Manchester turns to safety ordinance on bowling alley


MANCHESTER — Town manager John O'Keefe, sharing town public safety officials' concerns that the old bowling alley behind the Manchester Shopping Center on Depot Street poses a safety hazard, is asking the building's owners to get the building into compliance under the town's public safety ordinance.

Officials are concerned that people are gaining illegal access to the interior of the building, and that another fire — one more serious than that which firefighters put out on February 1 — would threaten the safety of anyone in the building, as well as first responders.

At a meeting earlier this month, the Design Review Board asked the owners, Crosspoint Associates, to demolish the building, which has been vacant for years. Crosspoint made a counteroffer: It pledged to make sure the bowling alley is secure until it can finalize a new lease for its planned redevelopment of the plaza, and then raze the building once that's accomplished.

But that was before O'Keefe happened to check on the building on Tuesday and found the door wide open.

On Tuesday, O'Keefe said he had informed Crosspoint by email that absent improvements, the matter would become a town public safety issue, and that he's seeking "a comprehensive plan that details how they plan to comply with Chapter 16 of the town's ordinances."

That's the town public safety ordinance, and section 16, part 5 is straightforward: "A building or structure or part thereof that is or becomes dangerous or unsafe shall be made safe and secure. If the building cannot be made safe or secure, the owner shall take down and remove the building."

The ordinance also requires that doors and windows be secured, and that roofs should be watertight and not admit moisture into the building.

On Tuesday night, the Select Board appointed Manchester Police Lt. P.J. Owens as public safety inspector under the ordinance.

The Journal visited the building Tuesday and found the lock securing the door hanging from the latch, the door wide open, and the light of day shining down on small piles of snow inside that had apparently fallen through holes in the roof. The Journal took photos from the parking area near the bowling alley and did not enter the building, which is private property.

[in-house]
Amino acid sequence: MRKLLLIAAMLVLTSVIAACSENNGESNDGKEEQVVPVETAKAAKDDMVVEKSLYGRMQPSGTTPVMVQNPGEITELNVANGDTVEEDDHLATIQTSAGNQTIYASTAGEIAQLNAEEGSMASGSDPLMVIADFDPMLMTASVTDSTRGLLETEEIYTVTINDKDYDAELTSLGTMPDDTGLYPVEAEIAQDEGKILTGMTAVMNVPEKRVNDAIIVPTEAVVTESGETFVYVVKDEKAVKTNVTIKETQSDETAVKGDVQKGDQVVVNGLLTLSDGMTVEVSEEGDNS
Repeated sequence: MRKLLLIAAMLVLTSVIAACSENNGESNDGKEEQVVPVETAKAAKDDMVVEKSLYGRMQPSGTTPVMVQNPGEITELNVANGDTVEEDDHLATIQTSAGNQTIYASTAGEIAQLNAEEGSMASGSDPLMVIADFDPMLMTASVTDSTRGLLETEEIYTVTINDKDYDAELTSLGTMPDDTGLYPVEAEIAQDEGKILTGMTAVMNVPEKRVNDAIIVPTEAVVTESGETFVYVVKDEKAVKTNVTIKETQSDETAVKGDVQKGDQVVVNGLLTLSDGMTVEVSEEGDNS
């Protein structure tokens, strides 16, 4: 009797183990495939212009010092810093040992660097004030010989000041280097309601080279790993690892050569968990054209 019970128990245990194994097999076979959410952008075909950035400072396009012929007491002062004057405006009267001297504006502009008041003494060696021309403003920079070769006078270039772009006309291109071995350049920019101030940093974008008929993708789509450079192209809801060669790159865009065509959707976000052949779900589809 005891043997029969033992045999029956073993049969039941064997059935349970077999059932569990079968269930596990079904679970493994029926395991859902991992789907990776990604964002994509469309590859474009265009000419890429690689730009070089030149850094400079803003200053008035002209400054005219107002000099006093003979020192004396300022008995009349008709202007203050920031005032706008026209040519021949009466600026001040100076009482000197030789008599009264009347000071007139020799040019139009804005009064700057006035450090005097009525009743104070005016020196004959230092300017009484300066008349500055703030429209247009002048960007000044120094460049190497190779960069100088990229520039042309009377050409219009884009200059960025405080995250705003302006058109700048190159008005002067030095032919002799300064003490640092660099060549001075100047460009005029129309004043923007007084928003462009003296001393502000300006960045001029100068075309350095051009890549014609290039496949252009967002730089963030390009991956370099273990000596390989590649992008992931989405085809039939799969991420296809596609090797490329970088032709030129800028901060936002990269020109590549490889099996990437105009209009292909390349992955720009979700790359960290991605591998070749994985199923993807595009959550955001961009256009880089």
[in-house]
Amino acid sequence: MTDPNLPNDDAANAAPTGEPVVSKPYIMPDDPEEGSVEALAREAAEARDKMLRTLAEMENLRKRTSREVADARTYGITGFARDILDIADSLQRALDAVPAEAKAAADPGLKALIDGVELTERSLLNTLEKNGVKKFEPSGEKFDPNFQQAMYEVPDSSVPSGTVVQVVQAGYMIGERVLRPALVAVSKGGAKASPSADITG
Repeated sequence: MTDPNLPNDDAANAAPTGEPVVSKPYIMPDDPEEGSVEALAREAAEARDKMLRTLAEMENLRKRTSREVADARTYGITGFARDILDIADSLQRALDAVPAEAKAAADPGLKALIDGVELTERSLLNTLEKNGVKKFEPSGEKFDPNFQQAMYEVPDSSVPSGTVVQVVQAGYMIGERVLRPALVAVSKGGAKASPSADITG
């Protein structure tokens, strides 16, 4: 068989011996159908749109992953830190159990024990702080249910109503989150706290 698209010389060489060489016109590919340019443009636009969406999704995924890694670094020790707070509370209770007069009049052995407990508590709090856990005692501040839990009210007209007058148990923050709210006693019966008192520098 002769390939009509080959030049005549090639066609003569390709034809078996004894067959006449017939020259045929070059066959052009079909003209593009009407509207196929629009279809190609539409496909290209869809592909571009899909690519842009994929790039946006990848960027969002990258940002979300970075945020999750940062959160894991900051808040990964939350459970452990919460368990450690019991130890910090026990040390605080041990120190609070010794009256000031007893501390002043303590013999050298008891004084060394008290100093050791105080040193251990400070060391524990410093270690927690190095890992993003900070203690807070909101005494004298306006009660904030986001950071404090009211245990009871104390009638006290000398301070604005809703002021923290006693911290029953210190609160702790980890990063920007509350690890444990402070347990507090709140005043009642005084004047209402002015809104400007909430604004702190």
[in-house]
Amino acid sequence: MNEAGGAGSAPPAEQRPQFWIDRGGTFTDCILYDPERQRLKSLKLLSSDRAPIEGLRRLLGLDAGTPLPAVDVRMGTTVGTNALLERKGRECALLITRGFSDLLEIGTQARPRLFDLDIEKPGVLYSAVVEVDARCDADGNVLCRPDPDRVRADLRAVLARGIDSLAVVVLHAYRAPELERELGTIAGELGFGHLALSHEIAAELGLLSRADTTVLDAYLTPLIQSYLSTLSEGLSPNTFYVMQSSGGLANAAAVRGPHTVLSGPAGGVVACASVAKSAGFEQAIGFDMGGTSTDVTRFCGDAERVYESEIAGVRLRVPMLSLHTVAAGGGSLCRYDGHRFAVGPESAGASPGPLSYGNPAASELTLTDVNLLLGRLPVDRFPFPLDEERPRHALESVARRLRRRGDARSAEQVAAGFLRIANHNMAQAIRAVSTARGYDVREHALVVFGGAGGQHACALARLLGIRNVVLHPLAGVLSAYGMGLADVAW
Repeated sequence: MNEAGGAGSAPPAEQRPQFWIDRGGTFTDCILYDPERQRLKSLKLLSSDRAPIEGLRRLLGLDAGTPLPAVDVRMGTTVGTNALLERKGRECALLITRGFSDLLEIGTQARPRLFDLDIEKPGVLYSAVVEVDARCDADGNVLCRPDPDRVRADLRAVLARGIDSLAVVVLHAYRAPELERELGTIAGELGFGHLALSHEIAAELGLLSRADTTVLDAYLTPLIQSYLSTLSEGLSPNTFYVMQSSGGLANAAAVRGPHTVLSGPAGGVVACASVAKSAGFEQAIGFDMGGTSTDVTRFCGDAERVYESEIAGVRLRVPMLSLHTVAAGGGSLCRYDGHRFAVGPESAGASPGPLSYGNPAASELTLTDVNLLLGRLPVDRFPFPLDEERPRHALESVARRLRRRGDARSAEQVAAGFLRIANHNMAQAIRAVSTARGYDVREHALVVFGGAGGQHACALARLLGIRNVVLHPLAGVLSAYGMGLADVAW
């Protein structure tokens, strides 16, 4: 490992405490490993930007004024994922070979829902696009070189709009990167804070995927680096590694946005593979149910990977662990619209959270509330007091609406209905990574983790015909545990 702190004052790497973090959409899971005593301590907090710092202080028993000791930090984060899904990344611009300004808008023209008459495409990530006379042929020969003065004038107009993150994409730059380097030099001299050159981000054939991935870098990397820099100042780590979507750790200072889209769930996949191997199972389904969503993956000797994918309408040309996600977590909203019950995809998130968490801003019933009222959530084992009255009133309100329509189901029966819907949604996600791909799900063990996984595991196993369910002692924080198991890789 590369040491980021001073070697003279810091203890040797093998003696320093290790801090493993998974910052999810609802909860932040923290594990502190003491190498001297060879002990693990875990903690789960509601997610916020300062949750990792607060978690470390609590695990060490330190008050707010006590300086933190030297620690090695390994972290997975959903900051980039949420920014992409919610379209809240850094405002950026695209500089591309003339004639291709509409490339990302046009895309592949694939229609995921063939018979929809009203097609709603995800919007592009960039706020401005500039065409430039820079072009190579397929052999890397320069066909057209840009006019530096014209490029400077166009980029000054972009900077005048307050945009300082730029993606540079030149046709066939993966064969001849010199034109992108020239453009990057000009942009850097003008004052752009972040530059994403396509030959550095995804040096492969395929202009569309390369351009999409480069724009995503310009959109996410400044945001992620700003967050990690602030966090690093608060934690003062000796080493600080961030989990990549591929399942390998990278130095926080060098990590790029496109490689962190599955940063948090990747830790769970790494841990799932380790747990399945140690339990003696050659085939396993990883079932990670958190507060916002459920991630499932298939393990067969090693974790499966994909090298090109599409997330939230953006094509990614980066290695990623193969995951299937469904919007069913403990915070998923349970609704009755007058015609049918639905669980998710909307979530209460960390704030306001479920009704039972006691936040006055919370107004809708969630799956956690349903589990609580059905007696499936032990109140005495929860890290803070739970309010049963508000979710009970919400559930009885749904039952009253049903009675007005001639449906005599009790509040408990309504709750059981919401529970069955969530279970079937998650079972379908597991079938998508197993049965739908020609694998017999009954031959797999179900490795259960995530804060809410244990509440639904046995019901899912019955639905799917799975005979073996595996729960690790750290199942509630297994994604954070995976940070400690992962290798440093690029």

By Tuesday afternoon, the door had been locked again.

"We're anxious to find a remedy to this situation," Crosspoint spokesperson Tricia Hayes said Wednesday. "It's not in Crosspoint's interest to have a building that is a public safety concern for the town and for the agencies involved with it. So we welcome the opportunity to work with the town and Lt. Owens to resolve the situation. We hope to have a solution within the next few days."

In an email exchange between O'Keefe and Crosspoint obtained by the Journal through a Freedom of Information Act request, O'Keefe emphasized that the building is not in compliance given its condition, and that it wanted a more thorough response from the owners. As of Wednesday morning, Crosspoint director of development Kerry McCormack told O'Keefe by email that he and company property manager Geoffrey Smith were working on a compliance plan. He also reiterated that re-use of the building is still a possibility if Crosspoint's current plan for the plaza falls through.

"My biggest concern ... is a structure fire," O'Keefe said in one email. "We have other concerns, but that one comes to the forefront quickly."

After the February 1 fire, Manchester Police Officer Ryan Matteson wrote a letter to the Design Review Board, asking that the building be demolished. He pointed out that police have responded to a number of illicit activities at the structure, including vandalism and vagrancy.

Crosspoint has said it intends to redevelop the plaza, and has town and state Act 250 permits in hand to proceed once an anchor supermarket tenant signs on the dotted line. That was to have been Price Chopper, but the supermarket's parent company has decided to pull out of the deal.

Reach Journal editor Greg Sukiennik at 802-490-6000 or at


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